the way I think is different. Its not something to ignore.
We are different. We need to embrace our cultures.
People have been generally
accepting of Nathwamis background. In the seven years
that Ive been here, Ive only had two people make rude,
racist remarks, she said. They didnt recognize
that I am East Indian and not from a terrorist country.
A few Durangoans have made
it here from the Caribbean and South America. A few salsa dancers
from Cuba, Columbia and the Dominican Republic show up for Salsa
Night at Moes Starlight Lounge on Thursday nights.
Kathy Huntsinger, a native
of the Dominican Republic and waitress at Carver Brewing Co.,
came to Durango six years ago via the Bronx, N.Y. It was
culture shock, she said. People are so nice here.
They really want to know if youre having a good day. I do
miss the diversity of meeting people from all over the world and
the arts, but I dont miss the hustle-bustle of the city.
Although she is noticed more
here, Huntsigner added, I never feel uncomfortable. People
are always curious and interested in where Im from. I think
theres only one other Dominican person here.
Will ONeal, one of
Durangos newest residents, arrived about six weeks ago from
Denver. As an African-American man, ONeal said he already
knows, I dont exactly blend in. However, he
was ready to make a new start in life and was told by friends
to choose a bigger city. My first impression is the exact
opposite of what I was told, he said. People are really
nice, but I do wonder about bringing my kids here. As bi-racial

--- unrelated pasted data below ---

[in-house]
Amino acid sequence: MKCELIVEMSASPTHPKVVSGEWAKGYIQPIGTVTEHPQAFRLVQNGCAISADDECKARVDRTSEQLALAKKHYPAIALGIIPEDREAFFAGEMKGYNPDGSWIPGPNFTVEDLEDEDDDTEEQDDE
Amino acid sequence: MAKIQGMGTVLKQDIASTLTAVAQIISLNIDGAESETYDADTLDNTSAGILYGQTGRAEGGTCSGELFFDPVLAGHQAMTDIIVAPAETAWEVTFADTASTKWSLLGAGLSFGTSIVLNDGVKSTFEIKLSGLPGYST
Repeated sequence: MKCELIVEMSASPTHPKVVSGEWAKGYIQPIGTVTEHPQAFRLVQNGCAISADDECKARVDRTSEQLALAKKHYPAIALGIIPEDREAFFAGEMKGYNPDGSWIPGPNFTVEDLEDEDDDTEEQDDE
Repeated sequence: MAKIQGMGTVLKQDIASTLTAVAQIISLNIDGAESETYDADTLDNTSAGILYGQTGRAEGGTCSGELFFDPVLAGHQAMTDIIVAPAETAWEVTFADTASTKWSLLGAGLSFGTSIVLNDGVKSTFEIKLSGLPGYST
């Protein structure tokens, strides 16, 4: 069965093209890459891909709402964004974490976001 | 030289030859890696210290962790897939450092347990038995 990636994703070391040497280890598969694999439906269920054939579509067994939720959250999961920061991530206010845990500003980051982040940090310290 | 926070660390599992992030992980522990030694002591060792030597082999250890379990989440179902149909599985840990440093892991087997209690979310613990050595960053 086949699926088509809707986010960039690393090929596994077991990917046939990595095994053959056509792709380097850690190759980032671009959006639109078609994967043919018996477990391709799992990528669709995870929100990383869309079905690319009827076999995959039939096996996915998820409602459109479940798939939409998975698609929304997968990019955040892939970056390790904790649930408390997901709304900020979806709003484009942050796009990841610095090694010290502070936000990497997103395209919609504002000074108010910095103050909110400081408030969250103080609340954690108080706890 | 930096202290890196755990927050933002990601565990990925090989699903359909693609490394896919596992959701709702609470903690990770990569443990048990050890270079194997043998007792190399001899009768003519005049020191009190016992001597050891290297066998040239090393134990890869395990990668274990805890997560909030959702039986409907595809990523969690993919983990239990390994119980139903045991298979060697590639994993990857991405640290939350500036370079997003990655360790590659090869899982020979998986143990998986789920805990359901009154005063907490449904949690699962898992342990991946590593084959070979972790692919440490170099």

kids, what are they going to have to deal with? How are they going
to fit in and adjust?
Other forms of diversity
are also obvious in our community. Greg Weiss, Board Chair of
the Four Corners Gay and Lesbian Alliance for Diversity, noted,
We have 300 people on our mailing list in the region. Durango,
Cortez, Mancos and Farmington all have thriving communities.
Weiss pointed to this years
inaugural Four Corners Pride Fest, which was held June 26, as
evidence of growing diversity. We had a bigger turn-out
than expected at about 500 to 600 people, he said. The
general community is very accepting, but as you get farther out
in the outskirts, its not as easy. Durango is more liberal
than the outlying communities. Here people can be who they are.
More diversity makes for a more vibrant community.
Durango is further diversified
by its special needs population. According to the Census Bureau,
the 2000 count reported that Durango had 1,784 residents with
some form of disability, which equates to 19.3 percent of the
The current diversity in
our population proves that people from all over the world are
drawn to Durango. Many come for the natural beauty but most come
because they have a family member or friend who already discovered
Durango. The Wang brothers came because their father was here.
Nathwami came because her husbands brother lived here. Huntsinger
came because her husbands father lived here. Bolden came
for a job. ONeal came to start a new chapter in his life.
Regardless of where they
came from and what brought them here, all have come to the same
conclusion. As the Bhotia brothers said, We feel comfortable
here, the people are really nice, and were glad we live